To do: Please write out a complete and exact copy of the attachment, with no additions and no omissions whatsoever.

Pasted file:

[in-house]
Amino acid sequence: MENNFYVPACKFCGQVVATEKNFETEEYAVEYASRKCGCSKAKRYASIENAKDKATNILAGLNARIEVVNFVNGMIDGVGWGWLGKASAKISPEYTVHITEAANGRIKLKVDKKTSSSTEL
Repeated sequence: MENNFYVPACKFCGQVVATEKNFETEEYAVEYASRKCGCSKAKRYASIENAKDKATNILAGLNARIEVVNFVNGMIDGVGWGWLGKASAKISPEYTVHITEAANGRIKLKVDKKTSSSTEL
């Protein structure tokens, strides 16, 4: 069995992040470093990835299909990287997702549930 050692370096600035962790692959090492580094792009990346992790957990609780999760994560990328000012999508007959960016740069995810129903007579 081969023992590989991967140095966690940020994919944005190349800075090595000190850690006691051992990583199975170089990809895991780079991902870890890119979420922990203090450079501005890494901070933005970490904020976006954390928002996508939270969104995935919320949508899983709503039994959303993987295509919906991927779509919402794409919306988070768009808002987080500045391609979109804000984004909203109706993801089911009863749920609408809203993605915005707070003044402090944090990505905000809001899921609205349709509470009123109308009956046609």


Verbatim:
[in-house]
Amino acid sequence: MENNFYVPACKFCGQVVATEKNFETEEYAVEYASRKCGCSKAKRYASIENAKDKATNILAGLNARIEVVNFVNGMIDGVGWGWLGKASAKISPEYTVHITEAANGRIKLKVDKKTSSSTEL
Repeated sequence: MENNFYVPACKFCGQVVATEKNFETEEYAVEYASRKCGCSKAKRYASIENAKDKATNILAGLNARIEVVNFVNGMIDGVGWGWLGKASAKISPEYTVHITEAANGRIKLKVDKKTSSSTEL
């Protein structure tokens, strides 16, 4: 069995992040470093990835299909990287997702549930 050692370096600035962790692959090492580094792009990346992790957990609780999760994560990328000012999508007959960016740069995810129903007579 081969023992590989991967140095966690940020994919944005190349800075090595000190850690006691051992990583199975170089990809895991780079991902870890890119979420922990203090450079501005890494901070933005970490904020976006954390928002996508939270969104995935919320949508899983709503039994959303993987295509919906991927779509919402794409919306988070768009808002987080500045391609979109804000984004909203109706993801089911009863749920609408809203993605915005707070003044402090944090990505905000809001899921609205349709509470009123109308009956046609």